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Home » What To Do If You Have A Problem With A Cavity Wall?

What To Do If You Have A Problem With A Cavity Wall?

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Cavity Walls: Cavity Wall is a type of wall structure, in which there is an open space or cavity that is left between two layers of brickwork. it is also known as an Hollow Wall. The gap that is left between the two brick layers is known as the leaf that is inside and the outer leaf. In modern buildings, the gap is closed with Cavity Wall Insulation (CWI) which is an insulative substance. This is carried out during construction, rather than injection like when it’s retrofitted. Buildings with cavity walls were first introduced sometime in the 19th Century and became widespread by the 1920s.

Initially they were built without insulation, and they were slightly smallerthan the typical their size is typically between 4 and 10 centimeters. However, there are many instances of home owners having CWI retrofitted. From the 1970s insulation in the cavity became standard and by the 1990s building regulations forced it to be installed in new construction.

When building Cavity Walls, or Cavity Wall, the two brick skins are joined with what is commonly referred to as Wall Tie. Wall Tie which are usually made of metal. The wall was constructed using tie made of iron, mild steel or copper, but these materials were prone to corrosion and wall tie corrosion was first discovered in the 1960s. After that, they began to use stainless steel as it is less susceptible to corrosion and that helps keep the structural integrity intact for longer. Do you need wall tie specialists? Get in touch with our team today.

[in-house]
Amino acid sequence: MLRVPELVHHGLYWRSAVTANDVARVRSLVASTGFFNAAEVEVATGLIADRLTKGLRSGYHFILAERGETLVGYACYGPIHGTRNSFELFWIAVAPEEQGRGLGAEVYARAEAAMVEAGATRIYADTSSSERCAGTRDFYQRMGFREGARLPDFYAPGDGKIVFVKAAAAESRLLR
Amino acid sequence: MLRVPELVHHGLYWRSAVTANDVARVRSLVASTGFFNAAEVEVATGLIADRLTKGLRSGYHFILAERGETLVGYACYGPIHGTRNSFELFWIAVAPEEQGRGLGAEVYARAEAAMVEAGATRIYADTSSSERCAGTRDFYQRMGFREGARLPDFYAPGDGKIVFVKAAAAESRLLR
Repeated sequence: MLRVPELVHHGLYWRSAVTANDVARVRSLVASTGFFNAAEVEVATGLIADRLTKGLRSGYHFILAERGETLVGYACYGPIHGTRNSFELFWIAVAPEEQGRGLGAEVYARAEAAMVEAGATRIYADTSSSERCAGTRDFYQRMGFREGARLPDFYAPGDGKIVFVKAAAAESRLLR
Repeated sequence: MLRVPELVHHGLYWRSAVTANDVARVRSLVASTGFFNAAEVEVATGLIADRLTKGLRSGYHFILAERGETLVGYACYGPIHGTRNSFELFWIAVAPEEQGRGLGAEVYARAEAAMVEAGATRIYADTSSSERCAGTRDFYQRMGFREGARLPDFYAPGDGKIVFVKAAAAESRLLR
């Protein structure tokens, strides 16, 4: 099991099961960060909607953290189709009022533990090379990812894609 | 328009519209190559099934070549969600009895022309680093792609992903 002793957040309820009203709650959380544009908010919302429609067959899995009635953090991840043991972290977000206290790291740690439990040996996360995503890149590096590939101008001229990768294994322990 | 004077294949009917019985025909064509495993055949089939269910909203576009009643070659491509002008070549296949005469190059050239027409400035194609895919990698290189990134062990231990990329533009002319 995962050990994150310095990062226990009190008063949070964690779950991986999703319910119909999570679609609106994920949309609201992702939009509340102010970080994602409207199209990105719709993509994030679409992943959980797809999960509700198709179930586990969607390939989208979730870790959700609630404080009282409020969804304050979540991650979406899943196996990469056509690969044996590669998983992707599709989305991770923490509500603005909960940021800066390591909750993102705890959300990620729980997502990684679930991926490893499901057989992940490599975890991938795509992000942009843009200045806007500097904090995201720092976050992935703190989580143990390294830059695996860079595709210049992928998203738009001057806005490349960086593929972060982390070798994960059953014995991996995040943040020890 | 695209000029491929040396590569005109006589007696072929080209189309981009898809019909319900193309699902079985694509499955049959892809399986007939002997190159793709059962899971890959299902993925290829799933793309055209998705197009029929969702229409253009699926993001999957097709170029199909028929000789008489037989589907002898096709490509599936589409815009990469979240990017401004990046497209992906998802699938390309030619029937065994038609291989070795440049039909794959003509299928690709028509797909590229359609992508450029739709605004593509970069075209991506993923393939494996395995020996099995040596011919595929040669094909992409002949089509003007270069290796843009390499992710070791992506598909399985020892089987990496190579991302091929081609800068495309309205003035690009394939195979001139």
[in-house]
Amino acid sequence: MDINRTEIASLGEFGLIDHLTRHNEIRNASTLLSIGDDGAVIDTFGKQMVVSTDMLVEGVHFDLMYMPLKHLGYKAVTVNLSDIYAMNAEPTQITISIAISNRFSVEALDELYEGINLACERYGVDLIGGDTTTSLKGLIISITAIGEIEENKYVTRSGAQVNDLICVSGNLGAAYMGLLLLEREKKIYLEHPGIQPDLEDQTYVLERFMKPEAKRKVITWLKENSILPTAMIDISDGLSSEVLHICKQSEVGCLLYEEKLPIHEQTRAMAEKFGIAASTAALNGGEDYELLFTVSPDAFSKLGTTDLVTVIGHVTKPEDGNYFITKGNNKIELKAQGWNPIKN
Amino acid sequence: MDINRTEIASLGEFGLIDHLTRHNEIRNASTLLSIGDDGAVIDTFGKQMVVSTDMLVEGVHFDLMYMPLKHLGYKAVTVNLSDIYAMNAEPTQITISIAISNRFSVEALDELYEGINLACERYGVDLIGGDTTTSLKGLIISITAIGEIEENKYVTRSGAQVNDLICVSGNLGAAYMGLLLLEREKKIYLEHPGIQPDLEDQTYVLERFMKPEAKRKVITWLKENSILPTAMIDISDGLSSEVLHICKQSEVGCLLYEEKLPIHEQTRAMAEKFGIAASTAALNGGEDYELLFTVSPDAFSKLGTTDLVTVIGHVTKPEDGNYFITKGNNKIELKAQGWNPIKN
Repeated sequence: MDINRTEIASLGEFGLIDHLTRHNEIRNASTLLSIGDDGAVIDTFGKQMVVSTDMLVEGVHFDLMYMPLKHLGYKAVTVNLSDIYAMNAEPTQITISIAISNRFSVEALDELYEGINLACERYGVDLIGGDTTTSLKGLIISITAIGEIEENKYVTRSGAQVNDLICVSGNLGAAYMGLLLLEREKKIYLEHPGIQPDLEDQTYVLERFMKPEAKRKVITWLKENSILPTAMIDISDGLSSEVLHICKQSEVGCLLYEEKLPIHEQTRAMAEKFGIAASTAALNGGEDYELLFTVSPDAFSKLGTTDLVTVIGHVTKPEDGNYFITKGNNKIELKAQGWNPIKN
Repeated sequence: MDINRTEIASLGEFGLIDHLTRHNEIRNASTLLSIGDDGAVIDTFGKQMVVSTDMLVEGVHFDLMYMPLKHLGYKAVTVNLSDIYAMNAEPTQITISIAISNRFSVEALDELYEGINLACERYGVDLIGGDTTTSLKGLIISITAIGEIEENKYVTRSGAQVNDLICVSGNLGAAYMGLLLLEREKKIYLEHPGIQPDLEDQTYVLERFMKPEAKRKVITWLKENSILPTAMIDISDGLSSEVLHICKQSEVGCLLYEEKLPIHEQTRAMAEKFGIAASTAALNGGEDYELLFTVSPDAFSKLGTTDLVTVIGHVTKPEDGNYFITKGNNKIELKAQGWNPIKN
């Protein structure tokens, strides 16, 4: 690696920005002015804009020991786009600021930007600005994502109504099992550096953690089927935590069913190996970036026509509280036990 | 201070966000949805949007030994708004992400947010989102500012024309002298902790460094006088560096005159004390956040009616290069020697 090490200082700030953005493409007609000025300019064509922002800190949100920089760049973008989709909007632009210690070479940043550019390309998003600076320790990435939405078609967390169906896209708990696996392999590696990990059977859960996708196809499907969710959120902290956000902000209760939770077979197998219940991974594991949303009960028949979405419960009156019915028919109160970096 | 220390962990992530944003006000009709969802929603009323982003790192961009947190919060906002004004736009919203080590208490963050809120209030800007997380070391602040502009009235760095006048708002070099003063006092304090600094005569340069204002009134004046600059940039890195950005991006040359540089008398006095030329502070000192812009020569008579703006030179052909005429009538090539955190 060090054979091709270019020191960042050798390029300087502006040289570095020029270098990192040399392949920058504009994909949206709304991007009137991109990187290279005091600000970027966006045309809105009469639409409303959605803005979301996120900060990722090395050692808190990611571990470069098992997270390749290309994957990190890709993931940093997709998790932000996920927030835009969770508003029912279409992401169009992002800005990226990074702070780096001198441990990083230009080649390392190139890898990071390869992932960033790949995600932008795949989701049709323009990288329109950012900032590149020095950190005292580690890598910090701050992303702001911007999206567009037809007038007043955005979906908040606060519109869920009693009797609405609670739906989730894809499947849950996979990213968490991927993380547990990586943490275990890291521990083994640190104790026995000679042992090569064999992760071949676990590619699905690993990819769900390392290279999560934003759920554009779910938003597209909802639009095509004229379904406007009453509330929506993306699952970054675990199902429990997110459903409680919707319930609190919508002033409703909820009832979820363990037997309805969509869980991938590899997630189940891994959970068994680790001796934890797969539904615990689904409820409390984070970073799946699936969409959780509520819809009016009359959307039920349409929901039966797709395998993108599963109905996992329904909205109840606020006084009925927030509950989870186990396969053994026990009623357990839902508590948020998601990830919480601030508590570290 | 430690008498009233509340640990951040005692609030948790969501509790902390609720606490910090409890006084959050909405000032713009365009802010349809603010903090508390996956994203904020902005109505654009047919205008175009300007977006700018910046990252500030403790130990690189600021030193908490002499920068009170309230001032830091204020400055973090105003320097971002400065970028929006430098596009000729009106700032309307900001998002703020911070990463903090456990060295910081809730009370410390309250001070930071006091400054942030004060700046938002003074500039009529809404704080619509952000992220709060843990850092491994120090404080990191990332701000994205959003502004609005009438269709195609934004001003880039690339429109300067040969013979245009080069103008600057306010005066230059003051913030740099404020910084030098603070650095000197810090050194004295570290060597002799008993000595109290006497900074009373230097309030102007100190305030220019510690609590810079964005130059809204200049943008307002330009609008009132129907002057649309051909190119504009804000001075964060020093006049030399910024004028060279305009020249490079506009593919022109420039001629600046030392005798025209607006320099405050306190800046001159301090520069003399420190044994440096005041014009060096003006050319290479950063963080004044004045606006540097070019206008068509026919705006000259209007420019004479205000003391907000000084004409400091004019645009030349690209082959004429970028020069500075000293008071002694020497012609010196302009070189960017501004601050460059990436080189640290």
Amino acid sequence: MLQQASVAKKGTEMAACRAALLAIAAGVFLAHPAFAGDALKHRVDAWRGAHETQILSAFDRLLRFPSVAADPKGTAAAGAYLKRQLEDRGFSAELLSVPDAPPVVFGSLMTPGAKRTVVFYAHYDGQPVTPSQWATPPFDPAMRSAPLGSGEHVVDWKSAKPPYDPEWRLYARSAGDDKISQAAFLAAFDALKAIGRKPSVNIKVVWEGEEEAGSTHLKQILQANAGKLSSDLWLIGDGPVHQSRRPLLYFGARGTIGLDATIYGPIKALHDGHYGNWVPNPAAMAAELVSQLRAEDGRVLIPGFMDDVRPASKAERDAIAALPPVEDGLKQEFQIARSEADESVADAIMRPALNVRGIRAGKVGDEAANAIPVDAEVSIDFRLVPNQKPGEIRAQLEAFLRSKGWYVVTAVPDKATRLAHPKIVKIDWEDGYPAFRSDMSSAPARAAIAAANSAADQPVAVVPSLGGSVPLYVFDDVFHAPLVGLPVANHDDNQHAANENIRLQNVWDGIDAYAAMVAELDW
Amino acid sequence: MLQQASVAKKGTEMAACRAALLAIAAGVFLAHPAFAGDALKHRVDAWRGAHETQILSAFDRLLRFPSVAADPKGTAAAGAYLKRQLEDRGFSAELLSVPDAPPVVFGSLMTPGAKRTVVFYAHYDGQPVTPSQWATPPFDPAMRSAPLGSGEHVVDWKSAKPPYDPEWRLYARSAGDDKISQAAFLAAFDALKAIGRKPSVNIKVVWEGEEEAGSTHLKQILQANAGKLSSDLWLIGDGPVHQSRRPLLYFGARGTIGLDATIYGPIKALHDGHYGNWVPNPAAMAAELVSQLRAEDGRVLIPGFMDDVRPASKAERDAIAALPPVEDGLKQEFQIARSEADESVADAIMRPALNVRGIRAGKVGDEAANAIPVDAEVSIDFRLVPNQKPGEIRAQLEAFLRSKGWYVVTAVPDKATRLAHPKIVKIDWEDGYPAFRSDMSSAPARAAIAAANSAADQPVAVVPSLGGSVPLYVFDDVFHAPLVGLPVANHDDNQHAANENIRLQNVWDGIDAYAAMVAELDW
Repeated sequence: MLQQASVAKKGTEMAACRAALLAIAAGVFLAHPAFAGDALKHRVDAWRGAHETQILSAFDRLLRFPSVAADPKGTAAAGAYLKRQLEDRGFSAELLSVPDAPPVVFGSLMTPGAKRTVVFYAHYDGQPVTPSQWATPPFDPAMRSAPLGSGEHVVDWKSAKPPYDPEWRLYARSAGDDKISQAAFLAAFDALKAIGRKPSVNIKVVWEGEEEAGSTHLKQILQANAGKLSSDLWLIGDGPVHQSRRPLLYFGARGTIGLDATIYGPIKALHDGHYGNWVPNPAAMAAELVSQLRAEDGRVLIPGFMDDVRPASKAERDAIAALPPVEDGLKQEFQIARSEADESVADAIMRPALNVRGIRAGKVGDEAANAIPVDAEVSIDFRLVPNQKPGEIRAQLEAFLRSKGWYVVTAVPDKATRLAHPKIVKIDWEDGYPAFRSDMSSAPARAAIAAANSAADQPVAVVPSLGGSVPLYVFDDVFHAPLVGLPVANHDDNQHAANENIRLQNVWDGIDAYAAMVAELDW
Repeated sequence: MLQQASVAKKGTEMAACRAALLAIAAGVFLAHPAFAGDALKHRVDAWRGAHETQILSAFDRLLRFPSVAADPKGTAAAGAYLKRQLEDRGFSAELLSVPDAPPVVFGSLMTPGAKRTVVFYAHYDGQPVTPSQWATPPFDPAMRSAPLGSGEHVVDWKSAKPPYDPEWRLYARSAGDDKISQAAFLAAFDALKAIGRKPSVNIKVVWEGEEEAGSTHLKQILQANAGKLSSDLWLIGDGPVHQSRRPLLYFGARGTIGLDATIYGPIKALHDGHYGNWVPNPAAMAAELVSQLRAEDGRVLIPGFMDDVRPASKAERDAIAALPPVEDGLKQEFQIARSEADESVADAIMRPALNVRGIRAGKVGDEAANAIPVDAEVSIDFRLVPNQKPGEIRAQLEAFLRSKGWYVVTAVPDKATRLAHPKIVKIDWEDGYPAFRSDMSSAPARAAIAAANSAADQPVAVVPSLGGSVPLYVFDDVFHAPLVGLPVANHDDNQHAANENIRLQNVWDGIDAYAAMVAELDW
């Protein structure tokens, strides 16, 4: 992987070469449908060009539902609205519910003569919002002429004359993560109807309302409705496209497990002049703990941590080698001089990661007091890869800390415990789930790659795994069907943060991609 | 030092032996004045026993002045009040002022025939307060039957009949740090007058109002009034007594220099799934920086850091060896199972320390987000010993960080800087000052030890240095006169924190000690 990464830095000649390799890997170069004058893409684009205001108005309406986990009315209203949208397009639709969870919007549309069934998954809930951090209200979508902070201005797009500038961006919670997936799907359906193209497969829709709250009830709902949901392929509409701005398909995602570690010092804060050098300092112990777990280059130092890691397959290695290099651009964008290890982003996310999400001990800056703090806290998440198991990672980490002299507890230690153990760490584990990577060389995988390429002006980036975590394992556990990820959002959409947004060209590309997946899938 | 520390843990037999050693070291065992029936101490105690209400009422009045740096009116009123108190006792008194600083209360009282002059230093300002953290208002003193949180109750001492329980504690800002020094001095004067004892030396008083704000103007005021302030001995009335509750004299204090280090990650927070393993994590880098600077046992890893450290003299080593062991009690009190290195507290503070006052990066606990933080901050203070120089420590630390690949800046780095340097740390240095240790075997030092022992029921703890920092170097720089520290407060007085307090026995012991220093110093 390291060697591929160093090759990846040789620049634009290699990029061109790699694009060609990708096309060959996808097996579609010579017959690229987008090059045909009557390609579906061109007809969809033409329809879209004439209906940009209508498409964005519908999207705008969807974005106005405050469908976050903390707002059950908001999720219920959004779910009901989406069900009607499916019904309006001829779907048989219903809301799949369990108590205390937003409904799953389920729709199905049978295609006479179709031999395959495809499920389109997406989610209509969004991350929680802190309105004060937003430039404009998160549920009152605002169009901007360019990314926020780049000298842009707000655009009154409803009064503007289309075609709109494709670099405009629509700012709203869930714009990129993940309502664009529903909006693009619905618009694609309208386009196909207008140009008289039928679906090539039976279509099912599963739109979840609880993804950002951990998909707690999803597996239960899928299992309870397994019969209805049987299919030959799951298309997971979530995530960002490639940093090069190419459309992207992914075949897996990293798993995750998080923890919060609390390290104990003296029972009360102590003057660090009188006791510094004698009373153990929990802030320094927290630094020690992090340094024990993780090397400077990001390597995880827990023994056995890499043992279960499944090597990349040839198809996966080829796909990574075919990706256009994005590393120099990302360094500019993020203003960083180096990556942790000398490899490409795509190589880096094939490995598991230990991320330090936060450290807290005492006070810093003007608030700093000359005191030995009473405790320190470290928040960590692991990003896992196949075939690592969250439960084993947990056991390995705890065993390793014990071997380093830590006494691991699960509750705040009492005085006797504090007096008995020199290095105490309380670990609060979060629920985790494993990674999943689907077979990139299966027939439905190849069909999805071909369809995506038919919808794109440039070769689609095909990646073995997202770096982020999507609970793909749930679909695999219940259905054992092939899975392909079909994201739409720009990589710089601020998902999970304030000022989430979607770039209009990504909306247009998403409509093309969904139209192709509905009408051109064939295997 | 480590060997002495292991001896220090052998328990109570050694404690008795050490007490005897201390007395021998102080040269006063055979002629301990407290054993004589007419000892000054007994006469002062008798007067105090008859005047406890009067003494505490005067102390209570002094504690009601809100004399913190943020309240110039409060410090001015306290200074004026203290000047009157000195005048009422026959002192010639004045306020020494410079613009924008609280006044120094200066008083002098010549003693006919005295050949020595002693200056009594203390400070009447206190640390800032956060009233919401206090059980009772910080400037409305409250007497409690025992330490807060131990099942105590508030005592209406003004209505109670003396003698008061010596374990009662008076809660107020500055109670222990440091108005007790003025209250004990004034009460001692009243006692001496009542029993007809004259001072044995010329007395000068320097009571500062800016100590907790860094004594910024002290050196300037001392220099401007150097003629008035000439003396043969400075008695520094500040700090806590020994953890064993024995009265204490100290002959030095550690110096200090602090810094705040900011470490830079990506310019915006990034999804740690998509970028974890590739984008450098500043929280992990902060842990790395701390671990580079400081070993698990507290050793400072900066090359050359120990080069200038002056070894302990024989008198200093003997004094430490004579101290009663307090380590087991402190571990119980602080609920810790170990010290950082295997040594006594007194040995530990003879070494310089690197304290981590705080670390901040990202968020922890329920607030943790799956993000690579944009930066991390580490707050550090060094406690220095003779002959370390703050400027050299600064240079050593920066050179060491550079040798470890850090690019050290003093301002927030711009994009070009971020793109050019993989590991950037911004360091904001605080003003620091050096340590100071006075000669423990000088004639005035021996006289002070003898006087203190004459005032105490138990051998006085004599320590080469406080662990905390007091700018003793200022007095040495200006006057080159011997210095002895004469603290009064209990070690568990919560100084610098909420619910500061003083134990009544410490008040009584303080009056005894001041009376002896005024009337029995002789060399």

The walls were first designed and constructed to stop problems caused by damp. The cavity is there to stop water from getting into the building’s interior and helps built up moisture and water escape from the wall by the use of weepholes. These are small gaps in the wall’s external pointing that allow the water to drain from that are generally placed every 1 meter on the exterior leaf.

Walls made of concrete differ greatly, as they handle water in a different way due to bricks being porous, it is quite simple for moisture to pass from the external to the interior wall, causing an impermeable damp issue, so to combat this walls must be much more robust, which means they cost more to build. They also are less efficient since they don’t offer much heat or sound insulation due to the existence of an air gap inside the cavity.

It is important to know that CWI can lead to damp problems, and can increase the severity of an existing damp issue, or increase the likelihood of wall tie failure. It is typically due to the wrong type of insulative material being employed in the cavity, as it isn’t letting the wall breathe and dry up excess moisture. It acts as a “bridge” to carry the moisture to the wall, creating an issue of damp, but more modern and natural materials can be utilized which allow the wall to breathe better.


The walls could allow for some resistance to fire.
They reduce the chance of condensation, moisture build up, and penetrative damp issues.
The cavity wall is a great way to reduce the cost of heating an entire building. Since the air in the cavity works as an insulator.
They provide excellent sound insulation in comparison to houses that has a brick wall, reducing the effect of sound from outside.
The economics of Cavity Walls are cheaper to build than walls that are solid as they don’t require as thick.